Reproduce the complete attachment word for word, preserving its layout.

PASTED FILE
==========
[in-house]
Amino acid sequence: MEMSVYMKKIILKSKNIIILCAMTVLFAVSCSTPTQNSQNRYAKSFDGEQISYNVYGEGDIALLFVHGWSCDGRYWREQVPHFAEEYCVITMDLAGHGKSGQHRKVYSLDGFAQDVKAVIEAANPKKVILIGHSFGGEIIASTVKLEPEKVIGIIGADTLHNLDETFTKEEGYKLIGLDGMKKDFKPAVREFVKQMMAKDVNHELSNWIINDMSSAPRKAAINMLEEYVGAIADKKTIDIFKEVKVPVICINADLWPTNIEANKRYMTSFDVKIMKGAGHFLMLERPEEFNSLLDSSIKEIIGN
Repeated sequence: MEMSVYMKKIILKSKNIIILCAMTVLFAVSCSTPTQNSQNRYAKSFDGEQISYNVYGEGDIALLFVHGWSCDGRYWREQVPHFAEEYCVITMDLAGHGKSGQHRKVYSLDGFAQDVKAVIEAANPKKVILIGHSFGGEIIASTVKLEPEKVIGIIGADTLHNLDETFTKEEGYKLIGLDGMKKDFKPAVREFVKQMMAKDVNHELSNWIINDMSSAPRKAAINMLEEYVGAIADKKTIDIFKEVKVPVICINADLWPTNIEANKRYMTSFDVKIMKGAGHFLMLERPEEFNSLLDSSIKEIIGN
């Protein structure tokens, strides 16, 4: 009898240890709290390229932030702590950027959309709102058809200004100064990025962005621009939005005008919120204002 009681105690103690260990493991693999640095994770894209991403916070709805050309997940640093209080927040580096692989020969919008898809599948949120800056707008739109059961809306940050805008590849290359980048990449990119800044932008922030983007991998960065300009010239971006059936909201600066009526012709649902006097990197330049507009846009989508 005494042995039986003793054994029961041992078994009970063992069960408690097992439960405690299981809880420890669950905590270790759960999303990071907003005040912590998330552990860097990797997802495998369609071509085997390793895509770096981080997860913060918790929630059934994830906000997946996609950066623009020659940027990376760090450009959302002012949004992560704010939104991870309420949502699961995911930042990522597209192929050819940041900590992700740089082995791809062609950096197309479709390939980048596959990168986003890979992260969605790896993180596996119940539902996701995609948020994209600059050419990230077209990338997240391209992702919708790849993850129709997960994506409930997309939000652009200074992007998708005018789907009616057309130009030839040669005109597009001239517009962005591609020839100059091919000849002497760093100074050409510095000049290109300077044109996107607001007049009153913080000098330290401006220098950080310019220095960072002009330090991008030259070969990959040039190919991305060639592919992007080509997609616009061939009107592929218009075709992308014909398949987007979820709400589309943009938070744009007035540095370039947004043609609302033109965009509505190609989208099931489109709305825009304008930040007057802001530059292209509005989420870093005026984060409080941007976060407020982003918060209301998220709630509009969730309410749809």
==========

[in-house]
Amino acid sequence: MEMSVYMKKIILKSKNIIILCAMTVLFAVSCSTPTQNSQNRYAKSFDGEQISYNVYGEGDIALLFVHGWSCDGRYWREQVPHFAEEYCVITMDLAGHGKSGQHRKVYSLDGFAQDVKAVIEAANPKKVILIGHSFGGEIIASTVKLEPEKVIGIIGADTLHNLDETFTKEEGYKLIGLDGMKKDFKPAVREFVKQMMAKDVNHELSNWIINDMSSAPRKAAINMLEEYVGAIADKKTIDIFKEVKVPVICINADLWPTNIEANKRYMTSFDVKIMKGAGHFLMLERPEEFNSLLDSSIKEIIGN
Repeated sequence: MEMSVYMKKIILKSKNIIILCAMTVLFAVSCSTPTQNSQNRYAKSFDGEQISYNVYGEGDIALLFVHGWSCDGRYWREQVPHFAEEYCVITMDLAGHGKSGQHRKVYSLDGFAQDVKAVIEAANPKKVILIGHSFGGEIIASTVKLEPEKVIGIIGADTLHNLDETFTKEEGYKLIGLDGMKKDFKPAVREFVKQMMAKDVNHELSNWIINDMSSAPRKAAINMLEEYVGAIADKKTIDIFKEVKVPVICINADLWPTNIEANKRYMTSFDVKIMKGAGHFLMLERPEEFNSLLDSSIKEIIGN
């Protein structure tokens, strides 16, 4: 009898240890709290390229932030702590950027959309709102058809200004100064990025962005621009939005005008919120204002 009681105690103690260990493991693999640095994770894209991403916070709805050309997940640093209080927040580096692989020969919008898809599948949120800056707008739109059961809306940050805008590849290359980048990449990119800044932008922030983007991998960065300009010239971006059936909201600066009526012709649902006097990197330049507009846009989508 005494042995039986003793054994029961041992078994009970063992069960408690097992439960405690299981809880420890669950905590270790759960999303990071907003005040912590998330552990860097990797997802495998369609071509085997390793895509770096981080997860913060918790929630059934994830906000997946996609950066623009020659940027990376760090450009959302002012949004992560704010939104991870309420949502699961995911930042990522597209192929050819940041900590992700740089082995791809062609950096197309479709390939980048596959990168986003890979992260969605790896993180596996119940539902996701995609948020994209600059050419990230077209990338997240391209992702919708790849993850129709997960994506409930997309939000652009200074992007998708005018789907009616057309130009030839040669005109597009001239517009962005591609020839100059091919000849002497760093100074050409510095000049290109300077044109996107607001007049009153913080000098330290401006220098950080310019220095960072002009330090991008030259070969990959040039190919991305060639592919992007080509997609616009061939009107592929218009075709992308014909398949987007979820709400589309943009938070744009007035540095370039947004043609609302033109965009509505190609989208099931489109709305825009304008930040007057802001530059292209509005989420870093005026984060409080941007976060407020982003918060209301998220709630509009969730309410749809």